NEW YORK — It has come to that point in my relationship with “Long Day’s Journey Into Night” when the feeling is one of being on safari.

Because I want to see lions.

I’ve encountered in past theater expeditions into Eugene O’Neill’s masterwork a Redgrave (Vanessa), a Lange (Jessica), a Burstyn (Ellen), a Dennehy (Brian), a Byrne (Gabriel) and a Hoffman (Philip Seymour), and on celluloid a Richardson (Ralph), a Hepburn (Katharine) and a Robards (Jason). In other words, I’ve already been witness to some mighty impressive wildlife. The recriminations-filled classic, about a nuclear family forever on the brink of atomic explosion, cries out for stage animals who prowl with imposing impact. As a story of dark secrets hidden in plain sight, and of individual miseries that love nothing more than company, O’Neill tunnels here to the blistered core of American domestic tragedy.

The hunt has taken me now to the Brooklyn Academy of Music, where Jeremy Irons and Lesley Manville assume the guises of the play’s apex predators in director Richard Eyre’s mixed bag of a revival, one alternately engrossing and overly wound up, and in any case, disappointingly, never a soul-shatterer. The absorbing aspects have mostly to do with the motivations and interactions of Irons’s James Tyrone and Manville’s Mary: In describing them as predatory, I mean that what’s made plain in these performances is the emotionally hollowed-out carcasses that remain of their sons, dissolute Jamie (Rory Keenan) and nihilistic Edmund (Matthew Beard). It rarely has been as clear as in the way Irons and Manville impress it upon us the depths of James’s and Mary’s narcissism, how their lifelong fixations on their own stunted childhoods have rendered them incapable of nurturing anyone else.

So these are lions — the dapper, Oscar-winning Irons and the gifted Manville, Academy Award-nominated for her meticulously acidic performance in “The Phantom Thread” — sharing the stage with a pair of younger actors, whose portrayals, by contrast, feel shallower, cub-like. Beard’s Edmund is the more interesting performance of the two, as it touches meaningfully on both the fragility of the younger son’s dire medical condition and the acerbic worldview he has adopted. Keenan’s work as Jamie, a drunken playboy and halfhearted stage actor sponging pathetically off his skinflint of a father, comes across as hammy, as a portrait of dissipation that relies too heavily on mannerism. As a result, the normally devastating confession by Jamie, of the toxic danger he represents for Edmund, is an admission the younger brother can too easily brush aside.

A perfect quartet of Tyrones, I’ve found, is hard to muster; Jessica Regan on this occasion plays the play’s fifth character, the amusingly oblivious housekeeper, Cathleen. Perhaps the best lead foursome I’ve ever seen were in Sidney Lumet’s intense 1962 movie version starring Richardson and Hepburn, with Robards as Jamie and Dean Stockwell as Edmund. Nevertheless, Eyre, former head of Britain’s National Theatre, reveals in this Bristol Old Vic production, exported to BAM’s Harvey Theater, an admirable affinity for the interlocking battles waged in the play, for the minefield of grievances and accusations that O’Neill lays out. James’s miserliness, Mary’s drug addiction, Jamie’s carousing, Edmund’s tuberculosis are not merely personality flaws and disabilities; they’re weaponized traits, evidence each of the Tyrones cites to point out the ways in which the others have hurt or thwarted them.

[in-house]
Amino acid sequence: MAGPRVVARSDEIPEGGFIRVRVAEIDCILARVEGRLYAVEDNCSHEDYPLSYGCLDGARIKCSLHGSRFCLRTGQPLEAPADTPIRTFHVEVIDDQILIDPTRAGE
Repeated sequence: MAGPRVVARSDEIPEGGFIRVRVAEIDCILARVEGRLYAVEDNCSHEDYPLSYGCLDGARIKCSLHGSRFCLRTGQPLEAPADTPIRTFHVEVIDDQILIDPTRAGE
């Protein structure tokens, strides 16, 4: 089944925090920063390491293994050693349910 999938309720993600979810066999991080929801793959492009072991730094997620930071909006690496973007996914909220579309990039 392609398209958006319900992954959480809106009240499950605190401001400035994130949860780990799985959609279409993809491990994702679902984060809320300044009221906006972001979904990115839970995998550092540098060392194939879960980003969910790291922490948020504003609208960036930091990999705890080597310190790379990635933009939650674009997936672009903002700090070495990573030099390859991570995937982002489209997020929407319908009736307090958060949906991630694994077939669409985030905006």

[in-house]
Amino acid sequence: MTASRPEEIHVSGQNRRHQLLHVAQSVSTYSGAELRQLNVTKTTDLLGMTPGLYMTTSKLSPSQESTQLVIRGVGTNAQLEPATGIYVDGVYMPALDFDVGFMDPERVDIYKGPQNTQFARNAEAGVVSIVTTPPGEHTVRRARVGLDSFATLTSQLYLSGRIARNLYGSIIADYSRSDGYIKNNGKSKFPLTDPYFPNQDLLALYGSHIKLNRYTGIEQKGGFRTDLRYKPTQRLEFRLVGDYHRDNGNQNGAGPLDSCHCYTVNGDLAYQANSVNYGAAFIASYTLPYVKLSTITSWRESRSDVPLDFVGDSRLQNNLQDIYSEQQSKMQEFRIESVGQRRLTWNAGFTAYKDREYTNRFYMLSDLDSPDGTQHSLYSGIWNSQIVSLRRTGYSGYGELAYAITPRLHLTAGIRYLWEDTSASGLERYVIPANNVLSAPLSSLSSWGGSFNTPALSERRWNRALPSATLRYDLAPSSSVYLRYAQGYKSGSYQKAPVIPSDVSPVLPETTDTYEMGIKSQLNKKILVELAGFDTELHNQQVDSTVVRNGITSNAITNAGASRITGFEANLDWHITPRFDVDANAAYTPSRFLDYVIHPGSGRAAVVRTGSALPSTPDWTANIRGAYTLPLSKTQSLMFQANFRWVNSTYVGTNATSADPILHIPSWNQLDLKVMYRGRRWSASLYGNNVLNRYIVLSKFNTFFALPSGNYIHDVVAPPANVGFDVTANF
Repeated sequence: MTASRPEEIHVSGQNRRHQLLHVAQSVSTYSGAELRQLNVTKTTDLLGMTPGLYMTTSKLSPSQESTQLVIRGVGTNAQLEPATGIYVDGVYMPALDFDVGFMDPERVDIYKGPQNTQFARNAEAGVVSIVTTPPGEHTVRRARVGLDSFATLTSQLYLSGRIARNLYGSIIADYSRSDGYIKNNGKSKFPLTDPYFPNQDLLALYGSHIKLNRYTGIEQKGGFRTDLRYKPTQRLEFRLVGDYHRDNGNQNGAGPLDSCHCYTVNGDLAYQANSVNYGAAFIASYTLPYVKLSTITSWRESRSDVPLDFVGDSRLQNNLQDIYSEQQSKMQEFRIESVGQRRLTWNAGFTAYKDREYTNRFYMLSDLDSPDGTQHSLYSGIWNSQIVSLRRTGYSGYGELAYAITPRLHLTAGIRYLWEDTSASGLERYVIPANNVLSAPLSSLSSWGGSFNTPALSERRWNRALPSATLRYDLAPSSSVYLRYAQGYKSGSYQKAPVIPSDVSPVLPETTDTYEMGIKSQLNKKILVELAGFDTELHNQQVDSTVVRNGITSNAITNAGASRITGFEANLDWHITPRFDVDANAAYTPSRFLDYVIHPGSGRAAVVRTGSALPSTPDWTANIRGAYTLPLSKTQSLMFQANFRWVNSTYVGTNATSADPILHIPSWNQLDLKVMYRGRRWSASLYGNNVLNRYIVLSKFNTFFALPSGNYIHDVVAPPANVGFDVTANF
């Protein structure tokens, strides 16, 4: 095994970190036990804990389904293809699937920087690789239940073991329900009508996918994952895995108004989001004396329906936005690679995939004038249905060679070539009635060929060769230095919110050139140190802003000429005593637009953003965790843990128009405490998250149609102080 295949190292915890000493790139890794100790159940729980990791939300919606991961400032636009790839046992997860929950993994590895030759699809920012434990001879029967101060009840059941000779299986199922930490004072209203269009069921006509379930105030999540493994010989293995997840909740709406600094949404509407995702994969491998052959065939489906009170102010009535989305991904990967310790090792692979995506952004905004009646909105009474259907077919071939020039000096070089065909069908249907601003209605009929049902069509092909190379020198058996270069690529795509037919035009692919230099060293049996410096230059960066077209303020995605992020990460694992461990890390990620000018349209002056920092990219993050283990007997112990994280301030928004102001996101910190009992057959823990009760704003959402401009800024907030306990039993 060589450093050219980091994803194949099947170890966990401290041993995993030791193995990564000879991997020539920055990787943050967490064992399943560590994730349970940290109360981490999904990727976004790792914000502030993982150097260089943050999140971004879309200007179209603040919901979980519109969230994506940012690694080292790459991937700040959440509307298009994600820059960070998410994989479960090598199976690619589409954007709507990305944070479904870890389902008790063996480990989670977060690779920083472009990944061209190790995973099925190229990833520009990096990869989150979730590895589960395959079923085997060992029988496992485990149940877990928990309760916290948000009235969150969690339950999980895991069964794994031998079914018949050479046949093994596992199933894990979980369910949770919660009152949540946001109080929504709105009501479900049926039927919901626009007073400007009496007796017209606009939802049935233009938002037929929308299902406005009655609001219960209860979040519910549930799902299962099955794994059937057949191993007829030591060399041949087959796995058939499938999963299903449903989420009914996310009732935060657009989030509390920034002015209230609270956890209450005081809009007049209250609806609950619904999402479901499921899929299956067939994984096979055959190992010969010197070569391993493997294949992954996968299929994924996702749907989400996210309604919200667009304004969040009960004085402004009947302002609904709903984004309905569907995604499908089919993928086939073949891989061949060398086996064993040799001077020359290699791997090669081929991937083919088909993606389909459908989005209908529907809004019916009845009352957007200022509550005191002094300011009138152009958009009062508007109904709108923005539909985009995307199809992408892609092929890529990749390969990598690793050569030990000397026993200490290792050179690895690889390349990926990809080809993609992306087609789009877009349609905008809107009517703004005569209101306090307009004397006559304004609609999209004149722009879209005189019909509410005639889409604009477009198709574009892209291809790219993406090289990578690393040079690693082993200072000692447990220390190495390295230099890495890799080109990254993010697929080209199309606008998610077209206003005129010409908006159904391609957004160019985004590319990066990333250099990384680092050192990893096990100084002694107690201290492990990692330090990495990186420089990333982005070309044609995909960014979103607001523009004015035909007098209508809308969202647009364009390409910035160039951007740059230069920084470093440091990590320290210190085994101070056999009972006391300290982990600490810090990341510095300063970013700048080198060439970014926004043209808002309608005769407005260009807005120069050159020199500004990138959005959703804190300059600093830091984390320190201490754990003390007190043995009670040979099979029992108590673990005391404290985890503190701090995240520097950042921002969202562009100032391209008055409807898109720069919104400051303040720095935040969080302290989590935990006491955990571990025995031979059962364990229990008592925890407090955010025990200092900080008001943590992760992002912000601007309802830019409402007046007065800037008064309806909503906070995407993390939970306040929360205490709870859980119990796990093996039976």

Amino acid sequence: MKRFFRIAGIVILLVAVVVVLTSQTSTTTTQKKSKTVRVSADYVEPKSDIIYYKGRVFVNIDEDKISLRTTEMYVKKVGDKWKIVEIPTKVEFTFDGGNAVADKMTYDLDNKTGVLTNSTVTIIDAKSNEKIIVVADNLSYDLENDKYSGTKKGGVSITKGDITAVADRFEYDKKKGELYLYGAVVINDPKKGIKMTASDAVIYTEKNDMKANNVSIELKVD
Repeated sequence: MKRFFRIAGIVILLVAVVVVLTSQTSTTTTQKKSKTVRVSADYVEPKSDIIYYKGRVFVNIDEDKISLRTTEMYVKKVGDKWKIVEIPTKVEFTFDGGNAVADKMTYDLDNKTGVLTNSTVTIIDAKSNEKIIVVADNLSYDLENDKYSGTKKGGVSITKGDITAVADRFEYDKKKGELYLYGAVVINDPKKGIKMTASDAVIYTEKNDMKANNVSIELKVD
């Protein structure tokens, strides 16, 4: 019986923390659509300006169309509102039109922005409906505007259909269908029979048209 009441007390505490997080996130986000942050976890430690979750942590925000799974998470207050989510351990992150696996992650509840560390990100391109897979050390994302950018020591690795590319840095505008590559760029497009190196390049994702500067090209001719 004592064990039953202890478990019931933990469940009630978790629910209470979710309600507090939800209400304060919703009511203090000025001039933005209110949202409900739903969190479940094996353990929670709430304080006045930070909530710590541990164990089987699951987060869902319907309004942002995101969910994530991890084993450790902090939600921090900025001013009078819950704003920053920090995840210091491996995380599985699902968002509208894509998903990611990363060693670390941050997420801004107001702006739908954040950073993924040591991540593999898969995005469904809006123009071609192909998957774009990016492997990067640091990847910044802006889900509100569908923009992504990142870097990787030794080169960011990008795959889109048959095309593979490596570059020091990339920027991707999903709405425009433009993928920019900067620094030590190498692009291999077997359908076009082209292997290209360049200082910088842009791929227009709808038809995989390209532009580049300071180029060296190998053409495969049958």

Although Irons growls so realistically he chews some lines into indistinguishability, his James is the most persuasive I’ve seen since Richardson, on one critical score: as an actor who foolishly squandered a once sparkling talent on a popular role in which he ultimately became trapped. Irons’s account of the elder Tyrone’s bitter regret, confessed to Edmund as a fog horn bleats sadly outside the Tyrones’ cottage on Long Island Sound, is one of the evening’s most powerful interludes.

Manville makes up the other half of a particularly handsome Tyrone couple, and outfitted crisply by costume designer Rob Howell in immaculate, floor-length dresses, she’s a striking figure. She’s a physically restless Mary, too; her efforts to reach out to her husband and sons, rebuffed as her resorting to her drugs carries her ever more distantly off, have a rewardingly desperate edge. But as for the ghost she’s described as being — a dispiriting spirit whose descent into a morphine haze haunts her husband and sons — Manville never achieves that state of spectral disintegration, that sense of Mary’s decompensation becoming permanent and irreversible, that often makes the final scene so harrowing. The journey, it seems, is not quite complete.

Long Day’s Journey Into Night, by Eugene O’Neill. Directed by Richard Eyre. Sets and costumes, Rob Howell; lighting, Peter Mumford; sound, John Leonard. About 3½ hours. $35-$150. Through May 27 at BAM Harvey Theater, 651 Fulton St., New York.